This article originally appeared on the Prime Design Solutions website.

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(The audio for this podcast is no longer available, but it is summarized below.)

Email marketing has long been a powerful tool wielded by savvy marketers, for good reason — it works. Like anything that drives results, tools and processes associated with email marketing have continued to evolve and improve. In other podcasts we’ve covered some of the standard issues you’ll encounter when just getting started — tools to use, best practices, list building. In this discussion we go further, focusing less on the fundamentals and looking to see how we can improve the results from our email marketing efforts.

We’ve got our list of interested parties (our subscribers), now what?

List-building is one of the big challenges of email marketing — that is, getting people opted into your list. But once you have that list, it can be very worthwhile to segment your list, which means to create sub-lists and categories of different types of subscribers.

Depending on your business and your goals, you might segment lists by:

  • Industry
  • Customer type (existing, potential, active). Maybe you want to reward loyal customers with a special coupon, or entice first-time buyers with a particular deal.
  • Role (manager, sales team, human resources)
  • Interest. Maybe you offer different programs, services, products or events that are tailored to specific segments of your overall audience, and want to be able to target emails accordingly.

The goal of segmenting a list, of course, is so that you can distribute directed or targeted content to specific groups of people. It’s also possible, by the way, to create an opt-in form with different categories, so that people who sign up to receive email segment themselves.

What are some ways to get people on those lists to read them?

Now that our segmented lists have helped us get our email targeted accurately, how can we get people to open and read the content?

  • Subject lines. Of course, this is fundamental, but it’s so important that it bears repeating — subject lines must compel the recipient to want to open the message. The goal is to be enticing and tease the content of the message, without overpromising what the email will deliver — in other words, avoid anything that sounds like clickbait. Consider A/B testing to see what subject lines work best — most e-newsletter providers enable this.
  • Mobile is not optional. Most email is read on a mobile phone these days — your email must be responsive.
  • Heed the value of preheader text. This text will appear before the email is opened. This is displayed to essentially all mobile visitors (and some desktop users). Preheader text should support the subject line and be kept to 40-50 characters.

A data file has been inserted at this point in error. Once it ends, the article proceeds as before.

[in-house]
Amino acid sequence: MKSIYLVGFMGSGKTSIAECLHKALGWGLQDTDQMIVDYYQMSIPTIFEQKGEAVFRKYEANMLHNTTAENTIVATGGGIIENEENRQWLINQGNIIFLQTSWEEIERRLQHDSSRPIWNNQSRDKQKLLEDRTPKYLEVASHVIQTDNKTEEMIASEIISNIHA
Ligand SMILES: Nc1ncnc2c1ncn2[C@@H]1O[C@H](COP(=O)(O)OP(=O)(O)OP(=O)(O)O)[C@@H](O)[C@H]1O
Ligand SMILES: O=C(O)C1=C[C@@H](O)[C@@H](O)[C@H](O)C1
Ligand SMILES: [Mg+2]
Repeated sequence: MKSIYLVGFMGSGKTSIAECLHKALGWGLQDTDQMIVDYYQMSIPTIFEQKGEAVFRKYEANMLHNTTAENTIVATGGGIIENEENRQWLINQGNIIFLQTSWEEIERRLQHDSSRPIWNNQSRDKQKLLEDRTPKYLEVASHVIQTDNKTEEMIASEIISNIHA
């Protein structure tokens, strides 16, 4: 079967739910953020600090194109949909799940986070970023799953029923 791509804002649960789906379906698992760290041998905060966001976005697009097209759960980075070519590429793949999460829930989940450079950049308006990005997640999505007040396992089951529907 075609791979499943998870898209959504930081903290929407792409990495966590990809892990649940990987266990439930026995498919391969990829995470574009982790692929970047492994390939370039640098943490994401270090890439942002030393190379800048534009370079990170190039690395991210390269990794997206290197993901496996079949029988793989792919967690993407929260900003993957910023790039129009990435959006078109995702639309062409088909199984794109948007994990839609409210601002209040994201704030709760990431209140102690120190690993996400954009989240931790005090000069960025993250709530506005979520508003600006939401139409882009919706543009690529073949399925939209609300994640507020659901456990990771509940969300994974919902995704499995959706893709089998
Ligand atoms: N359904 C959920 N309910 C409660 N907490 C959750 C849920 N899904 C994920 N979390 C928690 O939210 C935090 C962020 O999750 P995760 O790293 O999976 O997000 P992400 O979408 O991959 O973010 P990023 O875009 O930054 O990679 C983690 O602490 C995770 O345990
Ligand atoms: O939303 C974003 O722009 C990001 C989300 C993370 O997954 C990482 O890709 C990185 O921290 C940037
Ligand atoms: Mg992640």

• Consider content that is more text, fewer images (or even no images at all). By default, most images are initially blocked for privacy reasons, because when you download the images is when the email registers as having been opened. So if your entire email is an image of the promotional postcard with text on it, your recipients will not see it if they don’t download the images in the email.  A single column of text with relevant links has been shown to work very well.
  • Send them a person. That is, consider making the message be from a person, not an entity — or worse,  from “do-not-reply@”. People like hearing from other people.
  • Avoid spam filters. There are certain words and symbols more likely to trigger your recipients’ spam filters. You can probably predict a number of them, based on your own experience with spam. They include but are not limited to: free, winning, $$$, earn per week, !!!, act now, order today, and so forth. Some of these are industry-specific — Google “spam words to avoid” for comprehensive lists.

How can I get more people to click?

Conveying a message is important, but now we want them to DO something. Here’s how we can get more click-throughs:

  • Have a call to action viewable at all times. Do you want them to read more, buy now, contact us, or what? Make sure that’s obvious, and give them a button where they can do just that. (Side note: hotlinks in text are not very effective on mobile, especially if there is more than one —  they are small and difficult to click accurately.)
  • Convey one clear message. Maybe even repeat the message more than once.
  • Explore using video.  E-newsletter providers are becoming more sophisticated in their ability to deliver video. Motion is proven to get more results, as it delivers a richer experience to the audience. Further, videos are frequently shared, getting your message more penetration into potential markets.

How can I better track and report my campaigns?

Your e-newsletter system will provide detailed analytics that you should review each time you send a message. But beyond that, you can create UTM codes (this abbreviation is for Urchin Tracking Module — a colorful phrase that’s a legacy of Google Analytics’ predecessor, Urchin) for each campaign, which are then tracked more easily with your analytics tools.

UTM codes include specific parameters that provide additional information on the visitor, including:

  • Source
  • Medium
  • Campaign

So if we were to create a UTM code for this podcast and article, it might look like this: getting-more-from-email-marketing

UTM generation tools such as Google’s URL Builder are relatively easy to find, and the resulting URLs are then easily sorted from other traffic sources, for example in Google Analytics under Acquisition > Campaigns > All Campaigns.